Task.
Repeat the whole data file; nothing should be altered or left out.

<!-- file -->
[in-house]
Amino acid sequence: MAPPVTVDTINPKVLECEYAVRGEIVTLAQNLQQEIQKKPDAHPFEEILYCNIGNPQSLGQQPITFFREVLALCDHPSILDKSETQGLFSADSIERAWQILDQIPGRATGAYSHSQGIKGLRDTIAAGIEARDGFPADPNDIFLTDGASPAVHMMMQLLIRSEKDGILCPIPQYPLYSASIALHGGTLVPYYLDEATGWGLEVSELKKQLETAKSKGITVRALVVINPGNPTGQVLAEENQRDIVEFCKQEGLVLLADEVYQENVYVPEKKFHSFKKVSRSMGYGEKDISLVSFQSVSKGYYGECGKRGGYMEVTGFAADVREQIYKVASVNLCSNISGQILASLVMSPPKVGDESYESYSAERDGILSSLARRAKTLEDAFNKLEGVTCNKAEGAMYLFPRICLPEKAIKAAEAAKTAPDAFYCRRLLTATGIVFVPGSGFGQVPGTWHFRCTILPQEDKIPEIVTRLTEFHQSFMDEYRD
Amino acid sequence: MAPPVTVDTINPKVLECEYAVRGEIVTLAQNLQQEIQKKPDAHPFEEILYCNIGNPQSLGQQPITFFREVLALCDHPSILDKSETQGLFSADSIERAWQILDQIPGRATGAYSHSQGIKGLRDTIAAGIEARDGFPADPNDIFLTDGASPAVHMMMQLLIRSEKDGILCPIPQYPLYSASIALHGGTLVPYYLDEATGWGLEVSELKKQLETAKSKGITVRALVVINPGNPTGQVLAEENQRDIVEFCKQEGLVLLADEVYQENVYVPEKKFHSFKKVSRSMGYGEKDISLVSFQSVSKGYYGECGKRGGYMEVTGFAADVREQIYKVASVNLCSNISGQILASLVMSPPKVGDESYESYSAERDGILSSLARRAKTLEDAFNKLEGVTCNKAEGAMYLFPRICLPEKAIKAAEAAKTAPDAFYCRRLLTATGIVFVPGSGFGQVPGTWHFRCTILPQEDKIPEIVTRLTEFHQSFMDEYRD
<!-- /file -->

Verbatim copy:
[in-house]
Amino acid sequence: MAPPVTVDTINPKVLECEYAVRGEIVTLAQNLQQEIQKKPDAHPFEEILYCNIGNPQSLGQQPITFFREVLALCDHPSILDKSETQGLFSADSIERAWQILDQIPGRATGAYSHSQGIKGLRDTIAAGIEARDGFPADPNDIFLTDGASPAVHMMMQLLIRSEKDGILCPIPQYPLYSASIALHGGTLVPYYLDEATGWGLEVSELKKQLETAKSKGITVRALVVINPGNPTGQVLAEENQRDIVEFCKQEGLVLLADEVYQENVYVPEKKFHSFKKVSRSMGYGEKDISLVSFQSVSKGYYGECGKRGGYMEVTGFAADVREQIYKVASVNLCSNISGQILASLVMSPPKVGDESYESYSAERDGILSSLARRAKTLEDAFNKLEGVTCNKAEGAMYLFPRICLPEKAIKAAEAAKTAPDAFYCRRLLTATGIVFVPGSGFGQVPGTWHFRCTILPQEDKIPEIVTRLTEFHQSFMDEYRD
Amino acid sequence: MAPPVTVDTINPKVLECEYAVRGEIVTLAQNLQQEIQKKPDAHPFEEILYCNIGNPQSLGQQPITFFREVLALCDHPSILDKSETQGLFSADSIERAWQILDQIPGRATGAYSHSQGIKGLRDTIAAGIEARDGFPADPNDIFLTDGASPAVHMMMQLLIRSEKDGILCPIPQYPLYSASIALHGGTLVPYYLDEATGWGLEVSELKKQLETAKSKGITVRALVVINPGNPTGQVLAEENQRDIVEFCKQEGLVLLADEVYQENVYVPEKKFHSFKKVSRSMGYGEKDISLVSFQSVSKGYYGECGKRGGYMEVTGFAADVREQIYKVASVNLCSNISGQILASLVMSPPKVGDESYESYSAERDGILSSLARRAKTLEDAFNKLEGVTCNKAEGAMYLFPRICLPEKAIKAAEAAKTAPDAFYCRRLLTATGIVFVPGSGFGQVPGTWHFRCTILPQEDKIPEIVTRLTEFHQSFMDEYRD